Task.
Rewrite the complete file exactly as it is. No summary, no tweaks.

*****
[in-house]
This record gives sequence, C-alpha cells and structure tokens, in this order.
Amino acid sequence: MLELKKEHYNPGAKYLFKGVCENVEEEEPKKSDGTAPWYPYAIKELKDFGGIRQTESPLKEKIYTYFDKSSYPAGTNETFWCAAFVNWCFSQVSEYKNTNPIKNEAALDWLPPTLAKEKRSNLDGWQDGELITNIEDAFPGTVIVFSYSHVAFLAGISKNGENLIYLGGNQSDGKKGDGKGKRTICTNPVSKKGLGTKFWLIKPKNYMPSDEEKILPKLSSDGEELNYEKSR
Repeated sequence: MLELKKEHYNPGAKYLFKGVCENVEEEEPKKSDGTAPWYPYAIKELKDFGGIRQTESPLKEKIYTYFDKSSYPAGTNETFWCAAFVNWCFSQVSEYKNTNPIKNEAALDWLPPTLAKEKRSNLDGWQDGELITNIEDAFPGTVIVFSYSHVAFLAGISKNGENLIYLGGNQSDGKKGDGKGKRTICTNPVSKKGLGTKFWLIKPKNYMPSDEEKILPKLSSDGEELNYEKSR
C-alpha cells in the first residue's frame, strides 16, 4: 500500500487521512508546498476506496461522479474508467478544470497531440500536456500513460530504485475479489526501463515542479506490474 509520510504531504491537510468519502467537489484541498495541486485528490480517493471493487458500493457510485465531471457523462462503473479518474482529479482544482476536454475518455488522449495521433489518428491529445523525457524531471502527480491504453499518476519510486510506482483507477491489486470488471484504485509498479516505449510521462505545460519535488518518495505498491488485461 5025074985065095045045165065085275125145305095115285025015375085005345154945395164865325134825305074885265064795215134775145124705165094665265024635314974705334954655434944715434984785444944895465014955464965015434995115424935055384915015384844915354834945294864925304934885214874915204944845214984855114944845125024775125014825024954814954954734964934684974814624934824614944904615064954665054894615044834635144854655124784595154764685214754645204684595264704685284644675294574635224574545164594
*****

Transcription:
[in-house]
This record gives sequence, C-alpha cells and structure tokens, in this order.
Amino acid sequence: MLELKKEHYNPGAKYLFKGVCENVEEEEPKKSDGTAPWYPYAIKELKDFGGIRQTESPLKEKIYTYFDKSSYPAGTNETFWCAAFVNWCFSQVSEYKNTNPIKNEAALDWLPPTLAKEKRSNLDGWQDGELITNIEDAFPGTVIVFSYSHVAFLAGISKNGENLIYLGGNQSDGKKGDGKGKRTICTNPVSKKGLGTKFWLIKPKNYMPSDEEKILPKLSSDGEELNYEKSR
Repeated sequence: MLELKKEHYNPGAKYLFKGVCENVEEEEPKKSDGTAPWYPYAIKELKDFGGIRQTESPLKEKIYTYFDKSSYPAGTNETFWCAAFVNWCFSQVSEYKNTNPIKNEAALDWLPPTLAKEKRSNLDGWQDGELITNIEDAFPGTVIVFSYSHVAFLAGISKNGENLIYLGGNQSDGKKGDGKGKRTICTNPVSKKGLGTKFWLIKPKNYMPSDEEKILPKLSSDGEELNYEKSR
C-alpha cells in the first residue's frame, strides 16, 4: 500500500487521512508546498476506496461522479474508467478544470497531440500536456500513460530504485475479489526501463515542479506490474 509520510504531504491537510468519502467537489484541498495541486485528490480517493471493487458500493457510485465531471457523462462503473479518474482529479482544482476536454475518455488522449495521433489518428491529445523525457524531471502527480491504453499518476519510486510506482483507477491489486470488471484504485509498479516505449510521462505545460519535488518518495505498491488485461 5025074985065095045045165065085275125145305095115285025015375085005345154945395164865325134825305074885265064795215134775145124705165094665265024635314974705334954655434944715434984785444944895465014955464965015434995115424935055384915015384844915354834945294864925304934885214874915204944845214984855114944845125024775125014825024954814954954734964934684974814624934824614944904615064954665054894615044834635144854655124784595154764685214754645204684595264704685284644675294574635224574545164594